Tuesday, October 16, 2012
Through the Bible, Week 7, part 2
What kind of rules are the Ten Commandments? Different rules are designed to guard and elicit the proper responses to the values and norms of the parties involved. 1) Legislative rules carry the force of law. This is what Congress passes and becomes the basis of civil and criminal liability. 2) Procedural rules govern the work of legislative agents and their application of the law. All three branches of government - Legislative, Judicial, Executive - are governed by these kinds of rules. 3) Interpretive rules which are the rubrics for applying the law in given circumstances.
Torah is the Hebrew word translated "Law" and we normally think of the Ten Commandments usually in legislative terms. In truth, it is all of these types of rules and even more than these. Torah is more inclusive than our word "Law," even in its most expansive sense.
Torah derives from an archery word "yarah," and means to shoot an arrow. Torah is the nominative form of this verb. Torah is a "targeted" word. It is a personal word from a personal God which invites the hearer into a personal relationship. Exodus 15:26 is representative of this kind of personal directive: If you will diligently listen to the voice of the LORD your God, and do that which is right in his eyes, and give ear to his commandments and keep all his statutes, I will put none of the diseases on you that I put on the Egyptians, for I am the LORD, your healer."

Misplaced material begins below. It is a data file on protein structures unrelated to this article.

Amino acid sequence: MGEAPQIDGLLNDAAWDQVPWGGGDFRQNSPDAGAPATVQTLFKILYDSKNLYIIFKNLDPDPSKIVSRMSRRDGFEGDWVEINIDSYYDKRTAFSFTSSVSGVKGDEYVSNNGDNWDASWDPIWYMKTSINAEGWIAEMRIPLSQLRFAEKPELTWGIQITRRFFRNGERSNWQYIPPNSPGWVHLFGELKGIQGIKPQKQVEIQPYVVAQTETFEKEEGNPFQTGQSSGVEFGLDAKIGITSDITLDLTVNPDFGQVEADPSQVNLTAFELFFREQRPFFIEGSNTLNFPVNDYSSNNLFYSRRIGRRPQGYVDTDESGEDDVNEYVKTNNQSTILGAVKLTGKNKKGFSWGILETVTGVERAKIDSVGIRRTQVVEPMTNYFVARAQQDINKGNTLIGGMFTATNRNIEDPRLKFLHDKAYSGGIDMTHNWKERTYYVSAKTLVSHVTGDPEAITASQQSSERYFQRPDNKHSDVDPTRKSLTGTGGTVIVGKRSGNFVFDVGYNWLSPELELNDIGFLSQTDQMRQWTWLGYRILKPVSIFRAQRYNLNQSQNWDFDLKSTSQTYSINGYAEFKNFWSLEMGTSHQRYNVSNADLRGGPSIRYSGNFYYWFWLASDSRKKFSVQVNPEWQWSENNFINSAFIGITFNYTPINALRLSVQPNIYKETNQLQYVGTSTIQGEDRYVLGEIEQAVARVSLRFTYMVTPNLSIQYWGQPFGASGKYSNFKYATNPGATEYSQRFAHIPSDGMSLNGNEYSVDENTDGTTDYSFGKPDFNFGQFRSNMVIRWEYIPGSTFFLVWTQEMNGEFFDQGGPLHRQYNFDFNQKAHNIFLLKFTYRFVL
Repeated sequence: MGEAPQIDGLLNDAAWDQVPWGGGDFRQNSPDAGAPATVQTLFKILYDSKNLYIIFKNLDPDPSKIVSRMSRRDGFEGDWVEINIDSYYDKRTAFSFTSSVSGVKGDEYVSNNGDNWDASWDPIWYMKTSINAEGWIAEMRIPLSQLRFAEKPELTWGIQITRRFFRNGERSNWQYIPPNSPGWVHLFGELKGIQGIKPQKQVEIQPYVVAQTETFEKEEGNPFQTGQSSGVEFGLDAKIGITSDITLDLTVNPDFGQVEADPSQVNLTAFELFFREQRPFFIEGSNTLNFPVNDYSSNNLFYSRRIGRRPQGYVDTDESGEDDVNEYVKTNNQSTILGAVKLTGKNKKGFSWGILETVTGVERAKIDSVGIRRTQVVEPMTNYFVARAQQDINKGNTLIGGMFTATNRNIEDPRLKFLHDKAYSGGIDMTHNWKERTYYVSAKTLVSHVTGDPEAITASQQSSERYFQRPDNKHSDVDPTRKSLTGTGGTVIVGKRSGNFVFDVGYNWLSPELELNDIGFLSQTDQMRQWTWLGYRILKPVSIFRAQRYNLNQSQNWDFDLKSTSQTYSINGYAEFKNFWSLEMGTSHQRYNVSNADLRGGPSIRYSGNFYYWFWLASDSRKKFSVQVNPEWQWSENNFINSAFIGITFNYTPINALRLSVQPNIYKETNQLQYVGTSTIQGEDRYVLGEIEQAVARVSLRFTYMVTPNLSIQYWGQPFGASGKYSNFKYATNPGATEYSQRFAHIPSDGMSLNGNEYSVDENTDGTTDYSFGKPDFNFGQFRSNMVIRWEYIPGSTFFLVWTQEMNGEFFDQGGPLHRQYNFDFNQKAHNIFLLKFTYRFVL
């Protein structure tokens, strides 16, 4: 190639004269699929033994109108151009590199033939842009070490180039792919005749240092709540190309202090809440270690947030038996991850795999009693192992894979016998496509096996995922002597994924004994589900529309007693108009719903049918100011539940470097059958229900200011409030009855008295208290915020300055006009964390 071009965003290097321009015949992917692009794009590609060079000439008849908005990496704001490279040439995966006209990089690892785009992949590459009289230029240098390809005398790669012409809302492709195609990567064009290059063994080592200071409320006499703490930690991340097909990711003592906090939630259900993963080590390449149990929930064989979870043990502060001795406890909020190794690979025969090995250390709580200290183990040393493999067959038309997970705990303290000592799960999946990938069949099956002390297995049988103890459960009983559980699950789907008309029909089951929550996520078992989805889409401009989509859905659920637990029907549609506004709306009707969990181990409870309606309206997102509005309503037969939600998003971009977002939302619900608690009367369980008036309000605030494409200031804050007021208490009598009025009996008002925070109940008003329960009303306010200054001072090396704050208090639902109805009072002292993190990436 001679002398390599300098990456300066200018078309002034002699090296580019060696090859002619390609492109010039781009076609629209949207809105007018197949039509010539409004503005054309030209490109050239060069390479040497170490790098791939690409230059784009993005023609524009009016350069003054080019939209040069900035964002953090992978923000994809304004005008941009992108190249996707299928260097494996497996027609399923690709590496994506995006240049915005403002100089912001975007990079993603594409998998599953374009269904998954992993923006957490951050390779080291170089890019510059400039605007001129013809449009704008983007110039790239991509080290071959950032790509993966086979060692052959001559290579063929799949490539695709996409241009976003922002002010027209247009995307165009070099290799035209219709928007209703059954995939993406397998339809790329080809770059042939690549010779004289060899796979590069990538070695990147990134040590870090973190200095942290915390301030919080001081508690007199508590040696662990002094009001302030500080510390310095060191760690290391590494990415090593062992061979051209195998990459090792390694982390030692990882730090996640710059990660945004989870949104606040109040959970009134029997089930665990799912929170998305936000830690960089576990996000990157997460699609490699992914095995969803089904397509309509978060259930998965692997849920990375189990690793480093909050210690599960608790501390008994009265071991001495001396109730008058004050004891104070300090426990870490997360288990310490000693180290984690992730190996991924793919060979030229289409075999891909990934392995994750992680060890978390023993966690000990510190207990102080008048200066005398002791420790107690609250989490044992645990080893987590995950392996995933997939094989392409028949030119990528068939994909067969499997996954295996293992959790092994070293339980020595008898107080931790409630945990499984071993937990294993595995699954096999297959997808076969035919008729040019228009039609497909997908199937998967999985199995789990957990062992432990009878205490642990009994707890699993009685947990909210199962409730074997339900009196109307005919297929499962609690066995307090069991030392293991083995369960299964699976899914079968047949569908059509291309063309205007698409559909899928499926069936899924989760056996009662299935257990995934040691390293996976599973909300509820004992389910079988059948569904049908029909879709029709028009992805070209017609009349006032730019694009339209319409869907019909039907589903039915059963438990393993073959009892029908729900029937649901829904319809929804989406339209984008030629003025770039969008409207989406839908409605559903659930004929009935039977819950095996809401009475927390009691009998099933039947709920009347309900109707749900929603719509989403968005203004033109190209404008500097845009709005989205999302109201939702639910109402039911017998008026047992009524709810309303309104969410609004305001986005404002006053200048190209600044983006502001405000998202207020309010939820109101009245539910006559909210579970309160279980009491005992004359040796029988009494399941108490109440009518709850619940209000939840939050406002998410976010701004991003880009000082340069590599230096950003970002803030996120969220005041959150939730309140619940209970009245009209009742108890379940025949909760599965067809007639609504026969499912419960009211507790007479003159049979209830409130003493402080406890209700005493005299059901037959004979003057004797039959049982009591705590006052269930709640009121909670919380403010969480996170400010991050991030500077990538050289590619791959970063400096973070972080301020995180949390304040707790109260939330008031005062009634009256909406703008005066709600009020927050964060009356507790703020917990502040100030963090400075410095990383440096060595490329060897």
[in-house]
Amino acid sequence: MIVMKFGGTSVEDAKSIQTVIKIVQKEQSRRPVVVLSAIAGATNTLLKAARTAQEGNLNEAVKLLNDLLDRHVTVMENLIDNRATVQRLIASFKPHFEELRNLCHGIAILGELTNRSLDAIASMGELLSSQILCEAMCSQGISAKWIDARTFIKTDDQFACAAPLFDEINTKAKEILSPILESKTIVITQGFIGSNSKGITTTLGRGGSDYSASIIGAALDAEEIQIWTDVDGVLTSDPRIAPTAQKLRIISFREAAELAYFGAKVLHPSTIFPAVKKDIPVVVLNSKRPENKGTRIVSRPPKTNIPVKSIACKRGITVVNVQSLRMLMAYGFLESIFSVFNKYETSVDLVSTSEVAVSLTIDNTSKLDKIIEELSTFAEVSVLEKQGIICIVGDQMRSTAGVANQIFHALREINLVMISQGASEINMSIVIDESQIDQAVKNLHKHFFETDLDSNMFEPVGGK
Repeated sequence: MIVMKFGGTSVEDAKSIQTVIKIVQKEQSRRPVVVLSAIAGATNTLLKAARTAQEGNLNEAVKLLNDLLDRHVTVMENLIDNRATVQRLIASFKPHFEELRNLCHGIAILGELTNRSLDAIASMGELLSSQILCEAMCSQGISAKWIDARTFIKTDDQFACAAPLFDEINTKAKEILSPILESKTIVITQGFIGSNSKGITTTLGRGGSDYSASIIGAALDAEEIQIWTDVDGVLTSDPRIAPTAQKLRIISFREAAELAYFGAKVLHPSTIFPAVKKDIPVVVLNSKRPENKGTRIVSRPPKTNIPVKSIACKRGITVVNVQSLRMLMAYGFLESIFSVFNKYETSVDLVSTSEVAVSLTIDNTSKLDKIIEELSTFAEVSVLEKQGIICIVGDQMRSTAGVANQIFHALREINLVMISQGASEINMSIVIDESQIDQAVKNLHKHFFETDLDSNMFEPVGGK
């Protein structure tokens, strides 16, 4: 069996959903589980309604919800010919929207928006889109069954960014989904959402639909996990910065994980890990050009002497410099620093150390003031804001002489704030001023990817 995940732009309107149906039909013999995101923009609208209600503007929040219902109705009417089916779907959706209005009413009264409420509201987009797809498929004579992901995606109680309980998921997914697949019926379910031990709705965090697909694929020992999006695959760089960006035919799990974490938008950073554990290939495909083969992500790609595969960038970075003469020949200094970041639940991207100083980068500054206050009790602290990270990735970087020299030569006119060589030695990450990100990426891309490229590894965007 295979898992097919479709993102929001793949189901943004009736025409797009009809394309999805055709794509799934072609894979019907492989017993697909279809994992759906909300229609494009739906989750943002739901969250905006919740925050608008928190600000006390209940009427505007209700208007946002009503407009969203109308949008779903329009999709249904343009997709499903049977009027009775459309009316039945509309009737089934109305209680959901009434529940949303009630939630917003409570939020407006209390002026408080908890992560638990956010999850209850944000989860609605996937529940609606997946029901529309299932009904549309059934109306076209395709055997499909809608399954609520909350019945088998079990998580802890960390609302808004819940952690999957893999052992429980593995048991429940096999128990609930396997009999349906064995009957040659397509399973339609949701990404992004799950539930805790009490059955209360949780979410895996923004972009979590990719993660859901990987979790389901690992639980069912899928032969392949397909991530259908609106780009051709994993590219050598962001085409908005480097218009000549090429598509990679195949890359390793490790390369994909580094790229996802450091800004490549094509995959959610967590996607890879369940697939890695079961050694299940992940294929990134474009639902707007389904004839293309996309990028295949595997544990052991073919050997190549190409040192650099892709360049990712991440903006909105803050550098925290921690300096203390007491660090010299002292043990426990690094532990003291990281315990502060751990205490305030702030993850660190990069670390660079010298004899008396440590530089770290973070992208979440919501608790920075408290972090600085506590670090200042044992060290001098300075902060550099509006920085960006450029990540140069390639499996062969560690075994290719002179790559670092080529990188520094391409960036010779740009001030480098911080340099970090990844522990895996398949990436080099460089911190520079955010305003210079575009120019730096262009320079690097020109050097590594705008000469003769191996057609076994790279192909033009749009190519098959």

To "listen to the voice" and "give ear" is a personal response to a personal word. This word comes in the form of invitation into a relationship known as "covenant." There are different kinds of covenants in the Bible. There is the "treaty" between unequal, and usually warring, parties. In this kind of covenant, the lesser swears loyalty to the greater and the greater promises protection to the lesser partner. There is a "pact" between once competitive parties who now have each others' backs. Such is the covenant between Jonathan and David. Finally, there is a "promise" between parties who share not a common objective, such that once the objective is completed the agreement is ended. Rather, it is an agreement that puts the relationship and its flourishing at the heart of the covenant.
The Ten Commandments is the form of God's agreement, His promise, with his "segullah" - his special, treasured possession (Exodus 19:6). In comes in two kinds: laws that govern our relationship with God and laws that govern and protect our relationship with others. These laws originally appeared on two tablets, one tablet for each kind. Part three of this post will look more closely at the specific commands contained on these two tablets.